In the age of social media, an employee’s conduct outside of working hours is increasingly important when it comes to an organisation’s reputation. A throw-away comment on a personal Twitter account can quickly escalate and affect your company's reputation before you have a chance to intervene.
Even if the faux pas doesn’t make the news, it could still have a knock on effect on business. The offending tweet could be picked up by search engines or found by consumers when researching your products or services.
Developing a social media policy will allow you to communicate to employees what is expected of their on-line behaviour. If you want to protect yourself from any accidental social media disasters, include one or all of the following points in your policy:
Employees must not:
- Identify themselves as working for [insert your company name] or use the Company’s logo, unless authorised to do so by [insert the name of a senior member of your company and their job title];
- Express personal views about the Company, its employees, its clients or any other individual or organisation that could be seen as offensive or defamatory;
- Comment on the Company’s position on any issue (including but not limited to its strategies, policies, plans, processes, history, appointments, finances, acquisitions, recruitment, pay and benefits);
- Disclose confidential information. Employees are required to comply with the Company’s Data Protection Policy in relation to confidential information, which may include but is not limited to personal information about individuals, client details, financial and commercially sensitive information about the Company or its clients and future business plans. Confidential information can include photos and videos;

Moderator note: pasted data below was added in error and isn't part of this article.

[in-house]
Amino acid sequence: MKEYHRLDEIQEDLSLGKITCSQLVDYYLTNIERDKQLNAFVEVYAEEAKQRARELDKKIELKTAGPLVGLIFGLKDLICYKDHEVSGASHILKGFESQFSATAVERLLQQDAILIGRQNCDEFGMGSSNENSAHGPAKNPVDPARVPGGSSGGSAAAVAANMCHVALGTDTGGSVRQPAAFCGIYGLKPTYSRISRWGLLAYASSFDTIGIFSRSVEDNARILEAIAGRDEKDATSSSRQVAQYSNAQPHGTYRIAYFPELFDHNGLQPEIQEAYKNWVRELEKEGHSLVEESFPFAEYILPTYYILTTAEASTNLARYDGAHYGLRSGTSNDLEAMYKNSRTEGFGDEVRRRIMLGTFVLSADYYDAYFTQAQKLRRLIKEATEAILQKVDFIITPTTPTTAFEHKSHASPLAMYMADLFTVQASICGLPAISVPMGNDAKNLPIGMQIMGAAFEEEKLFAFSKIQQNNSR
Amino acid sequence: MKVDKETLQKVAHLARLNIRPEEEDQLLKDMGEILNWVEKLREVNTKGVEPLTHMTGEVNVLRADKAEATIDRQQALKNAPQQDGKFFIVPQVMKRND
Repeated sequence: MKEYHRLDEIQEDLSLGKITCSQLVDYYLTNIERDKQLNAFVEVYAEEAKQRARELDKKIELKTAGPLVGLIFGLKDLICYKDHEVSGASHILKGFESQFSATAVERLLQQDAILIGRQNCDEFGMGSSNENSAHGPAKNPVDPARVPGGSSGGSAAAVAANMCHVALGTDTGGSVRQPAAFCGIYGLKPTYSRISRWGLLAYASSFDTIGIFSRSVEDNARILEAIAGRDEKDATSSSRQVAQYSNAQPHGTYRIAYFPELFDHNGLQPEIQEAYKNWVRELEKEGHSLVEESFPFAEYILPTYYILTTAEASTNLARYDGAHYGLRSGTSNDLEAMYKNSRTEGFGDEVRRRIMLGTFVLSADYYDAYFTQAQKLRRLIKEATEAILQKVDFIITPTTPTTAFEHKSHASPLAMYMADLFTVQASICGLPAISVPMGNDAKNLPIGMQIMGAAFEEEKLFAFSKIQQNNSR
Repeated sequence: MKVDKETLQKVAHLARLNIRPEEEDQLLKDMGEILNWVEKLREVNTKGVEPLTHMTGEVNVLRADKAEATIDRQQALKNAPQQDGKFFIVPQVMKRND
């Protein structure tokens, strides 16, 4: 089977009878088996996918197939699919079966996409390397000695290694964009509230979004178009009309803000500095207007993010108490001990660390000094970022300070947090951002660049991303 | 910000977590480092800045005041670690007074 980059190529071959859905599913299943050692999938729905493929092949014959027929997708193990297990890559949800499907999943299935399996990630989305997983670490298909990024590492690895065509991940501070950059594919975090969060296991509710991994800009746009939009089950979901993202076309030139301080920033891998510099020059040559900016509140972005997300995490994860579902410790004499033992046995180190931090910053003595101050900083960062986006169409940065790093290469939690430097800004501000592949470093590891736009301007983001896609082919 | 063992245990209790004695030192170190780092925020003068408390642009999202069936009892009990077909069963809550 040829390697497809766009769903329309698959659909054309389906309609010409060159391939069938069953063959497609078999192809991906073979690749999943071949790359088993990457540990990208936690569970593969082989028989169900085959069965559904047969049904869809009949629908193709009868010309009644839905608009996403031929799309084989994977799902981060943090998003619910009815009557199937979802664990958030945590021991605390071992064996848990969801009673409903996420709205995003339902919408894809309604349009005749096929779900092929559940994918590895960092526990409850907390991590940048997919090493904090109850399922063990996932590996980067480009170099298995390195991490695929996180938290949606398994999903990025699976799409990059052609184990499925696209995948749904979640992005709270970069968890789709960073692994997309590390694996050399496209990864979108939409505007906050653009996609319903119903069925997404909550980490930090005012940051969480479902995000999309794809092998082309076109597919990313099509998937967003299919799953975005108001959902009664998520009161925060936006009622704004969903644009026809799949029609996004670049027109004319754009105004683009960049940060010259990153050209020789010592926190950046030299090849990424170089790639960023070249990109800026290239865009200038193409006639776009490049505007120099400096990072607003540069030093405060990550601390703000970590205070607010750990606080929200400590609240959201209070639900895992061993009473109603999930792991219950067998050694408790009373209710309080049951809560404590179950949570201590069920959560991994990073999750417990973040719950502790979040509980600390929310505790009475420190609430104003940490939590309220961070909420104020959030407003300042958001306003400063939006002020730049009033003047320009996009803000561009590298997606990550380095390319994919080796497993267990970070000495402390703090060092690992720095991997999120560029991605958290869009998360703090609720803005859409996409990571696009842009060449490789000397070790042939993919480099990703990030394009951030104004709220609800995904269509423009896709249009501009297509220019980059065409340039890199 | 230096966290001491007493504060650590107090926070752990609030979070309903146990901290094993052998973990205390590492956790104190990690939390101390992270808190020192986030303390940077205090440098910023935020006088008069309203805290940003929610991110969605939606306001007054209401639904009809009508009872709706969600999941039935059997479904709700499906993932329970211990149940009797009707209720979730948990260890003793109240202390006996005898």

- Breach copyright, for example by using intellectual property (text or images) belonging to another person or organisation without their consent or and/or without acknowledgement
- Post any text or image in relation to any other individual that could be perceived as discrimination, bullying, harassment or victimisation.
- Employees are required to comply with the Company’s Equal Opportunities Policy in relation to all postings on social media websites.
You must also outline that your company reserves the right to monitor employees’ use of its facilities to access social networking websites. Details of this should be set out in an 'IT, Communication and Monitoring Policy'.
Employers should suggest that if an employee discloses their affiliation to the company in social media they should also add 'the views on this profile do not represent the views of my employer' to their social media profiles, in an attempt to protect the company from any negative effect of the employees’ on-line behaviour.
These policies will help employees understand that they play an important role in the reputation of their employer. Prevention, after all, is far better than cure.
Edward Jones is an employment lawyer with Riverview Solicitors